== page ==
· Never use electric lights on a metallic tree.

· The tree can become charged with electricity from faulty lights, and any person touching a branch could be electrocuted! To avoid this danger, use colored spotlights above or beside a tree, never fastened onto it!

· Keep “bubbling” lights away from children. These lights with their bright colors and bubbling movement can tempt curious children to break candle-shaped glass, which can cut, and attempt to drink liquid, which contains a hazardous chemical.


· Never use lighted candles on a tree or near other evergreens.

· Always use non-flammable holders.

· Keep candles away from other decorations and wrapping paper.

· Place candles where they cannot be knocked down or blown over.

General Rules for Holiday Safety:

· Keep matches, lighters, and candles out of the reach of children.

· Avoid smoking near flammable decorations.

· Make an emergency plan to use if a fire breaks out anywhere in the home. See that each family member knows what to do. PRACTICE THE PLAN!

· Avoid wearing loose flowing clothes—particularly long, open sleeves—near open flames – such as those of a fireplace, stove, or candlelit table.

· Never burn candles near evergreens. Burning evergreens in the fireplace can also be hazardous. When dry, greens burn like tinder. Flames can flare out of control, and send sparks flying into a room, or up the chimney to ignite creosote deposits.

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Filed under Christmas, Christmas decorations, food safety, New Years Eve, Safety Tips

Holiday Safety Tips #1

The following tips are ways for you to keep safe during the hustle and bustle of this joyous season.

While you are shopping:

· Stay alert and be aware of everything around you. Take a minute to observe who may be watching you.

· Park in a highly visible well-lighted space. It may be daylight when you arrive at the Mall, but when you come out at 5 or 6 P.M. it will be dark.

· Lock your vehicle both when driving and parked.

· Carry your purse close to you body, not dangling by the straps. Put a wallet in an inside coat or front pants pocket.

· Have your car keys in your hand and be ready to open the car door immediately.

· Place all shopping bags, packages and gifts out of sight (trunk, under seat).

· Always know where you have parked your car, so you do not spend unnecessary time walking around the parking lot.

· Look inside and under your car before entering.

· Avoid carrying large amounts of cash – use debit card, credit card or check.

· Do not overburden yourself with packages. This will help deter pickpockets or purse snatchers.

· Do not park next to a van or truck where people can hide.

· If you take children shopping, teach them to go to a police officer or a store security officer if they get separated or lost. Ensure children know that mommy and daddy would never send a person they did not know to “take them home” or “take them to find mommy or daddy.”

If you are going out for the evening:

· Turn on lights, television or radio so that it appears that someone is home.

· Lock all doors and windows, even if you plan to be gone for a few minutes.

· Holiday gifts should not be displayed where they can be seen from the outside.

If you plan to travel for the holidays:

· Ask a neighbor to watch your house or apartment, ask them to park in your driveway or space from time to time.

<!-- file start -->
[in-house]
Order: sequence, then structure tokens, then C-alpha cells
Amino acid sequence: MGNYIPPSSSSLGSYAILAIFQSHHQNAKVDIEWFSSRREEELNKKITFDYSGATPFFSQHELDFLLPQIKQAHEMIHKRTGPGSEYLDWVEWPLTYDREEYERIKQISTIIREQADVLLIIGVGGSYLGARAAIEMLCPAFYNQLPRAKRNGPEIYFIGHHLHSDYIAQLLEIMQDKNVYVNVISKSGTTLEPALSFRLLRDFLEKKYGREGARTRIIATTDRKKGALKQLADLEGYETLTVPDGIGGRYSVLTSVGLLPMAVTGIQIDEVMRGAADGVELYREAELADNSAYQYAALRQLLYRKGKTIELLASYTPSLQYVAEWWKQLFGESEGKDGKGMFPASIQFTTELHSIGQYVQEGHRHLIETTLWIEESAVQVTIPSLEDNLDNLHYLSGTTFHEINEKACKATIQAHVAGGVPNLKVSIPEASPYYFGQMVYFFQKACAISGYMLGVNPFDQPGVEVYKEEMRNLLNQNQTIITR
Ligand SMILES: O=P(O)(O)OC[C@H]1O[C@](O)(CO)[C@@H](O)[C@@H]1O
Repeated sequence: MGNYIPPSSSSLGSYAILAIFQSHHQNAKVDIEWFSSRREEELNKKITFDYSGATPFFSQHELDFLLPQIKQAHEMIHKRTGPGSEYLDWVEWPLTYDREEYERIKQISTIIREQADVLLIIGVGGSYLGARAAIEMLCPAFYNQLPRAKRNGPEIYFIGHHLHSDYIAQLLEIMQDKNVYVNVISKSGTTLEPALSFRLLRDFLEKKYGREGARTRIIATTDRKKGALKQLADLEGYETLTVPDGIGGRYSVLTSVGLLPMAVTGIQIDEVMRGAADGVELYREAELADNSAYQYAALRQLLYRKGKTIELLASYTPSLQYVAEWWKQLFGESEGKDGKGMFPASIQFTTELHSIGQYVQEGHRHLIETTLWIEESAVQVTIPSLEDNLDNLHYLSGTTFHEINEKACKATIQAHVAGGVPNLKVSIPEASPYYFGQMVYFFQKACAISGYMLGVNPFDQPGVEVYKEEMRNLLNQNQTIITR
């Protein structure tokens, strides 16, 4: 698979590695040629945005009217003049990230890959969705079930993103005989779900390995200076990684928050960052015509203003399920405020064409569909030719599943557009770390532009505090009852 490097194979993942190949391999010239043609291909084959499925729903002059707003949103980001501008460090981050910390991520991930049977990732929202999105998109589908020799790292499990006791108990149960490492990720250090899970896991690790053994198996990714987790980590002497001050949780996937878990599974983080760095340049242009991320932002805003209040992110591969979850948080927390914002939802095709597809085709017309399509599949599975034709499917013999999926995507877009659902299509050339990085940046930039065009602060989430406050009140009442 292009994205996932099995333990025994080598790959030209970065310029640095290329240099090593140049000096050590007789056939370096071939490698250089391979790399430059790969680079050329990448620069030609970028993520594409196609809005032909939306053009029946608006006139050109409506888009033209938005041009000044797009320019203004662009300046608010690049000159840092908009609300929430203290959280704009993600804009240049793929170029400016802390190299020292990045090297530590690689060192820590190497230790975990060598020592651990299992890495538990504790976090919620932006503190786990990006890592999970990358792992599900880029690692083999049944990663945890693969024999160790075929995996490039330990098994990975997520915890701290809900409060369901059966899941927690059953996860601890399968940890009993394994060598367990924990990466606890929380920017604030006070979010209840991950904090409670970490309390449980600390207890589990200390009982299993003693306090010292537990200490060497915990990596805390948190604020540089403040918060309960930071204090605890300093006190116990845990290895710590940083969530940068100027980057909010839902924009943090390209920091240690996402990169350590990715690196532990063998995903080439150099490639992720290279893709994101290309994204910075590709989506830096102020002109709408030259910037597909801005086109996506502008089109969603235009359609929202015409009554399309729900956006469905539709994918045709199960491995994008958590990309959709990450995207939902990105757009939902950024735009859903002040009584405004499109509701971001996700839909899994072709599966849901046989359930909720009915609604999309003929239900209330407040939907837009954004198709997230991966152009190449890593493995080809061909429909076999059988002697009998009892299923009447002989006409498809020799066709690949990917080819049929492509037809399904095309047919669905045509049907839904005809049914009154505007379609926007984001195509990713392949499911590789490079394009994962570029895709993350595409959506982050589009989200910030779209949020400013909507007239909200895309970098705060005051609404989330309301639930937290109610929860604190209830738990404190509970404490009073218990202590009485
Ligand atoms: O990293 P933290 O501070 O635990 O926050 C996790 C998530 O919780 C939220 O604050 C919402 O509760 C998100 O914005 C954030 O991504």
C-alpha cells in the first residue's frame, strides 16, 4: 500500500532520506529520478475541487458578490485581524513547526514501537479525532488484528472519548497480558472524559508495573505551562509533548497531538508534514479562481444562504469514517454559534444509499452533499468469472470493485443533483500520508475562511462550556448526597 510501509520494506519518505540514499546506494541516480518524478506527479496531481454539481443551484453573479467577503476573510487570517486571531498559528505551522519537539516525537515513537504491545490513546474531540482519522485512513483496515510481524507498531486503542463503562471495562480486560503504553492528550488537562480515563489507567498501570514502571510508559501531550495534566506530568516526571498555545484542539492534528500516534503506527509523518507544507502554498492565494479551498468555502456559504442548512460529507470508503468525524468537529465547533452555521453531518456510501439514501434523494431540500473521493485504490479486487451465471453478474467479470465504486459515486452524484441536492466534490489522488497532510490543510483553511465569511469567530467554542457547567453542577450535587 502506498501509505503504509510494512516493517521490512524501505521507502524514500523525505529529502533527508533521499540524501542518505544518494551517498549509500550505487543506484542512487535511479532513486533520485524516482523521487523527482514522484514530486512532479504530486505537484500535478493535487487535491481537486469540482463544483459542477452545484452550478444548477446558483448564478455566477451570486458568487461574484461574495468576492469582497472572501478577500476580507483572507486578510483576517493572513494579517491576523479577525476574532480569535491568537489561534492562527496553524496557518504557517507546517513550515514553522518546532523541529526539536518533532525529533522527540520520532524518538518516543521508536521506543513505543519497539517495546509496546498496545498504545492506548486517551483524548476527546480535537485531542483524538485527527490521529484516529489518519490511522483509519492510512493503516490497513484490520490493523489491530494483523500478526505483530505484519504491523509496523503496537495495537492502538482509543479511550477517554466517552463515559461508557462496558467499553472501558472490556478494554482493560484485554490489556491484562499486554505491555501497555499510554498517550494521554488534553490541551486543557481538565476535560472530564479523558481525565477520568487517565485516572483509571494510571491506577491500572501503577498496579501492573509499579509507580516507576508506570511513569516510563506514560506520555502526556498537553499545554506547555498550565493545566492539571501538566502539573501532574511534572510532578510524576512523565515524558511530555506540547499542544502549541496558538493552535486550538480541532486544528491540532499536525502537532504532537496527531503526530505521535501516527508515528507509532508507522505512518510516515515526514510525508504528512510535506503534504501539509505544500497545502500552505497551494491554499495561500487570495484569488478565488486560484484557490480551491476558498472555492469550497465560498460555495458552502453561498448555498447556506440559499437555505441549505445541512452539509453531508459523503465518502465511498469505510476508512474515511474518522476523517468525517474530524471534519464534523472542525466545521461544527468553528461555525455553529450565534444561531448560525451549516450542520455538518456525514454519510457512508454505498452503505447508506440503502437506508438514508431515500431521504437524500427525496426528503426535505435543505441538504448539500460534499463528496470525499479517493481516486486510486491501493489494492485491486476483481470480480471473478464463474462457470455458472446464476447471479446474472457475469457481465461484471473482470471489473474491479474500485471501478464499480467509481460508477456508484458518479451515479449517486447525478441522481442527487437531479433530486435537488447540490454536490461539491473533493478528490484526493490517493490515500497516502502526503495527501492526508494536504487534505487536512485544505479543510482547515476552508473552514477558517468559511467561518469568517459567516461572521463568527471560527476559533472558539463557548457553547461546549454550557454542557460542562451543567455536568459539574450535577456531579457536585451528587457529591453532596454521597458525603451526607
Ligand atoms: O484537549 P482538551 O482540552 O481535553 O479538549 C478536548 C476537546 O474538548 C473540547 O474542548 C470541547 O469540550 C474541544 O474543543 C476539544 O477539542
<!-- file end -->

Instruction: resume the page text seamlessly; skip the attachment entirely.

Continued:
· Use automatic timers for your lights.

· Stop your mail and newspaper deliveries.

· Arrange to have snow shoveled (if necessary) while you are away.

Be safe while you are driving:

· Be alert at intersections and stoplights. They can be favorite spots for persons with a criminal intent.

· Keep your car in gear. If you are threatened, blow the horn, and then drive away. Leave enough space between you and the car in front of you to pull around if necessary.

· Keep windows rolled up and doors locked at all times.

· Keep valuables (purses, packages, wallets, etc.) out of sight.

· If followed – do not drive home. Go to a police station, fire house, gas station or other public place.

· If car breaks down, stay with the car and accept NO rides. If someone stops to help, ask them to call the police. Use a cell phone if available.

· Keep your vehicle well maintained and gassed up.

· When partaking of “holiday cheer,” good judgment is always in order. Remember seat-belts do save lives.

While you are at home:

· Keep all doors and windows locked, even if you step out for a moment.

· Mark all your property with an “identifier” type number. DO NOT use your social security number. Some prefer their driver’s license number

· Video tape valuables as a record of ownership.

· Inspect all holiday lights for frayed wiring before you hang them.

· If you are using a ladder to hang holiday decorations, make sure it is properly secured.

· Keep holiday decorations and plants away from young children and pets. Some are poisonous!

· Place your holiday tree, decorations, etc. away from heating vents or fireplaces to reduce the risk of fire.

· Keep fresh cut holiday greenery watered.

· Use extreme caution when using lighted candles as part of your holiday celebration.

· Beware of strangers coming to the door asking for charitable donations. Ask them four questions:

o Can you show some identification?

o Is the donation tax deductible?

o How the funds will be used? and

o May I have a receipt?

If you are not satisfied with any or all the answers tell them “no thank you” and close the door. Help a work sponsored charitable group or a charity that has special meaning to you or a loved one

While you are at the ATM:

· Stay Alert. Be aware of your surroundings when you use an ATM, especially at night. Park in a well lighted area and have someone accompany you.

· Report Suspicious People. If you notice anything unusual, cancel your transaction, pocket your card and leave IMMEDIATELY. Go to a safe place and call police.

· Be Prepared. Have everything ready (deposit slips, card) when arriving at the ATM. When you have completed the transaction, pocket your cash and card immediately. COUNT YOUR CASH AND PUT YOUR CARD AWAY LATER!

· Drive-Up ATM. When using a drive-up ATM, remember to always keep doors locked, all other (except driver’s side) windows up and the car running.

· Treat Your ATM Card Like Cash. Guard your ATM card as carefully as you do cash, debit or credit cards, and checks. Never give account numbers or card information over the phone, unless you know exactly who you are speaking to.

· Keep Your Personal Identification Number (PIN) Secret. Do not write your PIN on your card or keep it written somewhere in your wallet. Never tell anyone your PIN

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Filed under Christmas, Happy Holidays, New Years Eve, Safety Tips